• “Doing ‘Diversity’ at Dynamic High: Problems and Possibilities of Multicultural Education in Practice.” This article by Bic Ngo for Education and Urban Society 42(4): 473-495, assesses how students, teachers and staff understand and address cultural difference at an urban, public high school with large populations of Hmong and Lao students.
• “Seeking to Bridge Two Cultures: The Wisconsin Hmong Cancer Experience.” This study published in the Journal of Cancer Education from authors Tracy A. Schroepfer, Angela Waltz, Hyunjin Noh, Jacqueline Matloub and Viluck Kue, looks at the higher incidence of certain cancers in the Hmong community and the tendency to present these cancers at an advanced stage.
• “Transnational Tense: Immigration and Inequality in American Housing Markets.”
In this study published in the Journal of Ethnic and Migration Studies 36(2): 187-208, authors Elvin K. Wyly, Deborah G. Martin, Pablo Mendez and Steven R. Holloway use a case study of the recent rise of home-ownership among Hmong immigrants in St. Paul to assess the interrelations between immigration and the intensified mortgage capitalization of U.S. housing markets. The authors situate their analysis within the broader literature pertaining to urban immigration and housing.
The Hmong Studies Journal has recently reached a non-exclusive agreement to be included in the Asia-Studies Full-Text Online database. Asia-Studies Full-Text Online is the premiere database for the study of modern Asia Pacific. As the exclusive licensee for many of the region’s most prestigious research institutions, Asia-Studies.com brings together thousands of full-text reports covering 55 countries on a multitude of business, government, economic, and social issues.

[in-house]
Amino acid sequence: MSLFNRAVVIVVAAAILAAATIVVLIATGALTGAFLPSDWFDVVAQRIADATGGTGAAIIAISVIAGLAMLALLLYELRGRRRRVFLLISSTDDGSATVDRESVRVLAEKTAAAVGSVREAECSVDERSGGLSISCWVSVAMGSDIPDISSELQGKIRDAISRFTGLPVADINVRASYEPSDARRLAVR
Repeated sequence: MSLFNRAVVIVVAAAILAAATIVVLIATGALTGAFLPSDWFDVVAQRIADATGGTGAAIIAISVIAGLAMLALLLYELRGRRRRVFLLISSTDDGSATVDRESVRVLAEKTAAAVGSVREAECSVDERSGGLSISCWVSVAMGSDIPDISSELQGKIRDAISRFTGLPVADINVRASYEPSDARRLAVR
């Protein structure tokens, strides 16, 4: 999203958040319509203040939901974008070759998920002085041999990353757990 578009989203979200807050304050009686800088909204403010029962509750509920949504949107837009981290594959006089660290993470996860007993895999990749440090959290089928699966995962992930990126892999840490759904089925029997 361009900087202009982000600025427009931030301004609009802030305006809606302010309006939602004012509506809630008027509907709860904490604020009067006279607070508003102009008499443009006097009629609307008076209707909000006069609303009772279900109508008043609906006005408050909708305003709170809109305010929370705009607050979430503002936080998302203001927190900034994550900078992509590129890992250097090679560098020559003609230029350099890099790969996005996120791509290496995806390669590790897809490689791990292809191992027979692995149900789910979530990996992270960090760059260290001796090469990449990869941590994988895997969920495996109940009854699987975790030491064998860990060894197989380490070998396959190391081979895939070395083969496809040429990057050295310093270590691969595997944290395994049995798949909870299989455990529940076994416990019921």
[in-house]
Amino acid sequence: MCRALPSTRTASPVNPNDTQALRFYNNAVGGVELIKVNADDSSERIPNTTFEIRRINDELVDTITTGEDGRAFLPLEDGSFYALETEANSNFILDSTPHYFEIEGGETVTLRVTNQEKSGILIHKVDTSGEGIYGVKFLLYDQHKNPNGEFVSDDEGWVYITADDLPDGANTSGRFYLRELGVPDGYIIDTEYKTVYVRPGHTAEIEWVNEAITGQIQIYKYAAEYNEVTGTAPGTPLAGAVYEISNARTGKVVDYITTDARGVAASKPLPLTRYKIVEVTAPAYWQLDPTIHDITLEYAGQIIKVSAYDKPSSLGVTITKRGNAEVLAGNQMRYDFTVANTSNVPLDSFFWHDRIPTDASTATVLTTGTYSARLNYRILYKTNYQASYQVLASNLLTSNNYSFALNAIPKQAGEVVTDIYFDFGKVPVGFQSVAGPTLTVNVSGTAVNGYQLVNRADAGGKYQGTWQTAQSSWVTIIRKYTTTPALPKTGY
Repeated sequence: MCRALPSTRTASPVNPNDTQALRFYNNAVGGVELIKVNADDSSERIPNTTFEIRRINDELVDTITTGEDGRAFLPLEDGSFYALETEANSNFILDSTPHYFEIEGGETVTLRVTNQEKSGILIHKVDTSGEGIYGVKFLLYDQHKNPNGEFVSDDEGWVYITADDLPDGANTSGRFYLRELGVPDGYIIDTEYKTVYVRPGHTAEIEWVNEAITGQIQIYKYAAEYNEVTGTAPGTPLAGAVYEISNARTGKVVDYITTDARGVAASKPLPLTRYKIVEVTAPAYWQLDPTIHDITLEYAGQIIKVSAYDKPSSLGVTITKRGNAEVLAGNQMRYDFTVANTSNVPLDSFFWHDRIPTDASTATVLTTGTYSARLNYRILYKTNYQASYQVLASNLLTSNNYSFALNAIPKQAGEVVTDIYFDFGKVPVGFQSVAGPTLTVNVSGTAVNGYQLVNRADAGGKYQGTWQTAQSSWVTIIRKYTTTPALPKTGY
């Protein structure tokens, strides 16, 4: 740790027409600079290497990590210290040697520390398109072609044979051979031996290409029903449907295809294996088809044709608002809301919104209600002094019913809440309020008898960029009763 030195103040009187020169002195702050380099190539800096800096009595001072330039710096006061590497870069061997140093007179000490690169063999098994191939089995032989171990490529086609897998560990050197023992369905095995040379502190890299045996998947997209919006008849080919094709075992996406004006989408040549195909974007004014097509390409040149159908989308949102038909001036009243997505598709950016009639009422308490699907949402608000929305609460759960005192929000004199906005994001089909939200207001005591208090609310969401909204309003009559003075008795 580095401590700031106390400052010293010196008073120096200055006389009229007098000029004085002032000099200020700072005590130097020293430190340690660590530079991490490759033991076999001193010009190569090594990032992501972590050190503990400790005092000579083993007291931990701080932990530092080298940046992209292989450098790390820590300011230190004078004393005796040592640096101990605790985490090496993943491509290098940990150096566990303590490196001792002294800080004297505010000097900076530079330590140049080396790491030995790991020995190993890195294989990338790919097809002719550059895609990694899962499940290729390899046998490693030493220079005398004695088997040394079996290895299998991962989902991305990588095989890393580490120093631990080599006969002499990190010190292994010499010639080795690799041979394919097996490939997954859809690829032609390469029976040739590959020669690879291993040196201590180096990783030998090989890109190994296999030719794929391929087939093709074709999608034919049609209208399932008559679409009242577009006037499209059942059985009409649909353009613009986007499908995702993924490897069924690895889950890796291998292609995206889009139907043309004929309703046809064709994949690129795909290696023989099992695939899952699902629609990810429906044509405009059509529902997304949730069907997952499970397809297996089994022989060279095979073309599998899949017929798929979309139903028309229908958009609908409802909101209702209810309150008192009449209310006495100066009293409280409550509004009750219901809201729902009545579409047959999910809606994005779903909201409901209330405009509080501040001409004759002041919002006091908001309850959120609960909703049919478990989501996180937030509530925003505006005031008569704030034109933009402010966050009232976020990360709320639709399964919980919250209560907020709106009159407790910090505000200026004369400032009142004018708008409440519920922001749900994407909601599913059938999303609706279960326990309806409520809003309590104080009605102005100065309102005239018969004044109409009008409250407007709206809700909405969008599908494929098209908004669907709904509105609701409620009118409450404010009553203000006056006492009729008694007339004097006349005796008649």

A moderated message board intended as a forum for information about existing and new research resources in Hmong Studies is available at http://tech.groups.yahoo.com/group/hmongstudies.
The Hmong Resource Center Library Web site is at www.hmonglibrary.org and its physical location is at the Hmong Cultural Center in St. Paul, Minnesota. It is possibly the largest depository of Hmong Studies academic articles and dissertations in the United States.
Contact the Hmong Resource Center in the Hmong Cultural Center offices at 995 University Avenue, Suite 214, St. Paul, MN 55104. Call 651-917-9937. Or contact librarians, Xai Lor and Cher Vue at [email protected]